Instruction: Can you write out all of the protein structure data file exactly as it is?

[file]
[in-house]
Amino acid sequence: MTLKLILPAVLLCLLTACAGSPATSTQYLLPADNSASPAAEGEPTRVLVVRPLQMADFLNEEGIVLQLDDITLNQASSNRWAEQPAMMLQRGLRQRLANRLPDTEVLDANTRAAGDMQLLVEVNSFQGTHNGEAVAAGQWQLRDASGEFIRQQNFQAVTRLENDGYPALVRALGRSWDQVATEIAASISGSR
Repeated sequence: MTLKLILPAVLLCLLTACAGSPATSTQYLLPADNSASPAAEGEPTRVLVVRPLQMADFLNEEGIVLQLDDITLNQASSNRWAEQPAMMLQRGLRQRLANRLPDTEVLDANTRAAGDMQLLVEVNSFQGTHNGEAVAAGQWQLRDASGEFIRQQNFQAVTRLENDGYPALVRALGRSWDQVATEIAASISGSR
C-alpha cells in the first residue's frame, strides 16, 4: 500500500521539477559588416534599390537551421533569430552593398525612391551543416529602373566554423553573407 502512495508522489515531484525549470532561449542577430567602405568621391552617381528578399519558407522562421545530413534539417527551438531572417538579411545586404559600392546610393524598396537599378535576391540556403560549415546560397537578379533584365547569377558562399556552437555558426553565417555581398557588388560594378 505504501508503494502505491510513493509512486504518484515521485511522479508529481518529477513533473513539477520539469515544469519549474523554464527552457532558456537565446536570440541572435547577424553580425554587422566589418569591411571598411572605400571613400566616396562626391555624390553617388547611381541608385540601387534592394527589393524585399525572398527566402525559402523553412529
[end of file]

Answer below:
[in-house]
Amino acid sequence: MTLKLILPAVLLCLLTACAGSPATSTQYLLPADNSASPAAEGEPTRVLVVRPLQMADFLNEEGIVLQLDDITLNQASSNRWAEQPAMMLQRGLRQRLANRLPDTEVLDANTRAAGDMQLLVEVNSFQGTHNGEAVAAGQWQLRDASGEFIRQQNFQAVTRLENDGYPALVRALGRSWDQVATEIAASISGSR
Repeated sequence: MTLKLILPAVLLCLLTACAGSPATSTQYLLPADNSASPAAEGEPTRVLVVRPLQMADFLNEEGIVLQLDDITLNQASSNRWAEQPAMMLQRGLRQRLANRLPDTEVLDANTRAAGDMQLLVEVNSFQGTHNGEAVAAGQWQLRDASGEFIRQQNFQAVTRLENDGYPALVRALGRSWDQVATEIAASISGSR
C-alpha cells in the first residue's frame, strides 16, 4: 500500500521539477559588416534599390537551421533569430552593398525612391551543416529602373566554423553573407 502512495508522489515531484525549470532561449542577430567602405568621391552617381528578399519558407522562421545530413534539417527551438531572417538579411545586404559600392546610393524598396537599378535576391540556403560549415546560397537578379533584365547569377558562399556552437555558426553565417555581398557588388560594378 505504501508503494502505491510513493509512486504518484515521485511522479508529481518529477513533473513539477520539469515544469519549474523554464527552457532558456537565446536570440541572435547577424553580425554587422566589418569591411571598411572605400571613400566616396562626391555624390553617388547611381541608385540601387534592394527589393524585399525572398527566402525559402523553412529